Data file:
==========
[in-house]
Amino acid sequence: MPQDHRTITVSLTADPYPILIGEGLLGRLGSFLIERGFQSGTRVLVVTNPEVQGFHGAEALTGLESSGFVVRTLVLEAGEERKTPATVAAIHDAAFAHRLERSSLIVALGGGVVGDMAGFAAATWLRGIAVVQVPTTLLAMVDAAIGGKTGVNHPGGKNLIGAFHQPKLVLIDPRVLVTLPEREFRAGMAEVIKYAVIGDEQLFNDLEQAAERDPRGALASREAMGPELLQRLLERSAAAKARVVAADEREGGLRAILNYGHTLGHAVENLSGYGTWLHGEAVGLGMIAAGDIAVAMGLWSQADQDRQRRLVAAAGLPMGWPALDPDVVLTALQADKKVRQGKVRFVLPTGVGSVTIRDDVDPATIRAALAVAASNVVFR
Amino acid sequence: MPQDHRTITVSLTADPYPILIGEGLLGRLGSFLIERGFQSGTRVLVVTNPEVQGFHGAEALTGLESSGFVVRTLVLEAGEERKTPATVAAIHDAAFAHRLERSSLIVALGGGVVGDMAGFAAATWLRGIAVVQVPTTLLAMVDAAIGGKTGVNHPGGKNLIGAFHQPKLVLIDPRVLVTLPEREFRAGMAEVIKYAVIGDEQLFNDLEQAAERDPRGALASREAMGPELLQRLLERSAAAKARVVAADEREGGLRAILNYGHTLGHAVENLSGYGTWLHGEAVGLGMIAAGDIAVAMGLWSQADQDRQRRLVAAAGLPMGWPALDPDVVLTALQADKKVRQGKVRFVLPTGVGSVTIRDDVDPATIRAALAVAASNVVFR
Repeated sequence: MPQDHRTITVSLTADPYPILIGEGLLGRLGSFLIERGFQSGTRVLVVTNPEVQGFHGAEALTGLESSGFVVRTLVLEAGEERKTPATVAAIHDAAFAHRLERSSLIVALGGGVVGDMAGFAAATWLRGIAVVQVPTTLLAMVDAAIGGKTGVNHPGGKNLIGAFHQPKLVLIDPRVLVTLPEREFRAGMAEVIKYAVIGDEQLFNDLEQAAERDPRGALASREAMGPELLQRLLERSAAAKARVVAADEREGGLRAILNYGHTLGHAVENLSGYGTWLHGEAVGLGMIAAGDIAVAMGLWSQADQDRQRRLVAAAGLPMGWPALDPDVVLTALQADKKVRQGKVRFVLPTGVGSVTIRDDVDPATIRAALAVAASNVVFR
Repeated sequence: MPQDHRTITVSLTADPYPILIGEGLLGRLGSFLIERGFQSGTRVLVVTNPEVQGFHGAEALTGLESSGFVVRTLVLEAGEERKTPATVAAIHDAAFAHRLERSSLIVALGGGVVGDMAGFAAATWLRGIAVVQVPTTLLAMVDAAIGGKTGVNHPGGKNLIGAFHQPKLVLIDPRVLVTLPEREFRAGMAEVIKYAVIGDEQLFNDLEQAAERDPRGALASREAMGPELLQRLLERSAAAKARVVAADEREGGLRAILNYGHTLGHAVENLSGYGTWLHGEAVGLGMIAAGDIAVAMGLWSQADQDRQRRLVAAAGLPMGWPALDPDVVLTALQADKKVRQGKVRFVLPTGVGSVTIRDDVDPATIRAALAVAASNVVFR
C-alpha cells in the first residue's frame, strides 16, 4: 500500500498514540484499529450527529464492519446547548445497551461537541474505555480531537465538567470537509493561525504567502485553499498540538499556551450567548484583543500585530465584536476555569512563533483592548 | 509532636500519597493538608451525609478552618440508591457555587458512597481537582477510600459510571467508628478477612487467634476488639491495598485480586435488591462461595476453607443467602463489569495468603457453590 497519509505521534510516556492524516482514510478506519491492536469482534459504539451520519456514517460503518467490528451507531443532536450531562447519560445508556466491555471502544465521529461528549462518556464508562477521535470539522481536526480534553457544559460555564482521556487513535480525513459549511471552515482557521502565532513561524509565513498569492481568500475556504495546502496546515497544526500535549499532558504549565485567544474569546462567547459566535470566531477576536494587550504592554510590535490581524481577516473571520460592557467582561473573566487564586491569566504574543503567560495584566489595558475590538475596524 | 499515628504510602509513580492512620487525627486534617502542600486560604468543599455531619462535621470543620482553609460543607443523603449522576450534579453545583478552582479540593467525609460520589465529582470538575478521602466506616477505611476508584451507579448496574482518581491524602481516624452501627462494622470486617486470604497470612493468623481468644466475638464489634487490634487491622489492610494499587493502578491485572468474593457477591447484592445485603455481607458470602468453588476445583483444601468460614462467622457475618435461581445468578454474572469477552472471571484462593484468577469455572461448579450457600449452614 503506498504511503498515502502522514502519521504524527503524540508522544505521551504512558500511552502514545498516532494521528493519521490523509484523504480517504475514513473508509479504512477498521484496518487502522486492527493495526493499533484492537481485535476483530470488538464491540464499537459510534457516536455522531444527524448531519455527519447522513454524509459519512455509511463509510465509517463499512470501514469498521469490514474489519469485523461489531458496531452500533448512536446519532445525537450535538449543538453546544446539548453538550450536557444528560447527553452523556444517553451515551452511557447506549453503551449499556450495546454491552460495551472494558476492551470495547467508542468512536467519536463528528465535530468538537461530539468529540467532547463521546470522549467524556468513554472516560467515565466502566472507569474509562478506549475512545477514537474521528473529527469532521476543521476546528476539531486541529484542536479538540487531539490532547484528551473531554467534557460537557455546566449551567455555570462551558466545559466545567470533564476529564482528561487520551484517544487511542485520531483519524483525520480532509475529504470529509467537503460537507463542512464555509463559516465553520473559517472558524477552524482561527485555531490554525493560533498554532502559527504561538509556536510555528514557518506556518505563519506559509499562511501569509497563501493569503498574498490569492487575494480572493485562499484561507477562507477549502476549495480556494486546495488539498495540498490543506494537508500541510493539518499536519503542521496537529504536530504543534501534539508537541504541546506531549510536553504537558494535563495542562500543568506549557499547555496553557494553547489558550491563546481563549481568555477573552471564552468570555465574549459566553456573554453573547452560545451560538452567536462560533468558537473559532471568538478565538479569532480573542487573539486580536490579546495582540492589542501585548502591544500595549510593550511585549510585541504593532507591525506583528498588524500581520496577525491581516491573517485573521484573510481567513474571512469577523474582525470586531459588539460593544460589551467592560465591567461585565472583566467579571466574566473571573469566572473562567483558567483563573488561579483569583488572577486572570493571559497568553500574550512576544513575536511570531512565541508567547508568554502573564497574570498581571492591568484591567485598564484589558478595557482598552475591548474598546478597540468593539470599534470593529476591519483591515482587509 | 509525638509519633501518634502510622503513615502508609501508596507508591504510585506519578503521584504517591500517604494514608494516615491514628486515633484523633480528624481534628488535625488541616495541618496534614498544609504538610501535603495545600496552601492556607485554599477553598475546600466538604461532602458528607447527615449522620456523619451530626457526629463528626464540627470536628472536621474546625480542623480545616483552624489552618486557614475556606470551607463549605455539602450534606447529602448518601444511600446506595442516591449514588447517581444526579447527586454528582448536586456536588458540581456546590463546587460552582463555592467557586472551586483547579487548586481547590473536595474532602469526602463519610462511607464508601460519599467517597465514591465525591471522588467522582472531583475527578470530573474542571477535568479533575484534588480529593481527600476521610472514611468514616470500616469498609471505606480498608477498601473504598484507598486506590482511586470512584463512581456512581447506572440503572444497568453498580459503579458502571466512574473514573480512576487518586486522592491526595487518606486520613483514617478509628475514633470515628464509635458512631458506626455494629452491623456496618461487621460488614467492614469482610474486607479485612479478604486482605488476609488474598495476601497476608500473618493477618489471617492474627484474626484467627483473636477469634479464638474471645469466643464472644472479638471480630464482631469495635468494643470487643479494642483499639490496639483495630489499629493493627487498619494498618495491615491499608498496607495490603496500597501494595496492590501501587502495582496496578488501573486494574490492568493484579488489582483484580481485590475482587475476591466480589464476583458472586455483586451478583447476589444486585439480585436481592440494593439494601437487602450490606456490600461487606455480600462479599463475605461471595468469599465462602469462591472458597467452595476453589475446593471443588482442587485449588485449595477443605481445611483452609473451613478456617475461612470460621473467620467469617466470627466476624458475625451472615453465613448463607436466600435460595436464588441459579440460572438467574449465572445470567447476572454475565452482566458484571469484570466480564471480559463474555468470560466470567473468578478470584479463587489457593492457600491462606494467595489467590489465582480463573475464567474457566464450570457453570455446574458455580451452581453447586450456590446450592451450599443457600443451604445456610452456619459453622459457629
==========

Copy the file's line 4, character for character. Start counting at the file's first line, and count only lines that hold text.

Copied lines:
Repeated sequence: MPQDHRTITVSLTADPYPILIGEGLLGRLGSFLIERGFQSGTRVLVVTNPEVQGFHGAEALTGLESSGFVVRTLVLEAGEERKTPATVAAIHDAAFAHRLERSSLIVALGGGVVGDMAGFAAATWLRGIAVVQVPTTLLAMVDAAIGGKTGVNHPGGKNLIGAFHQPKLVLIDPRVLVTLPEREFRAGMAEVIKYAVIGDEQLFNDLEQAAERDPRGALASREAMGPELLQRLLERSAAAKARVVAADEREGGLRAILNYGHTLGHAVENLSGYGTWLHGEAVGLGMIAAGDIAVAMGLWSQADQDRQRRLVAAAGLPMGWPALDPDVVLTALQADKKVRQGKVRFVLPTGVGSVTIRDDVDPATIRAALAVAASNVVFR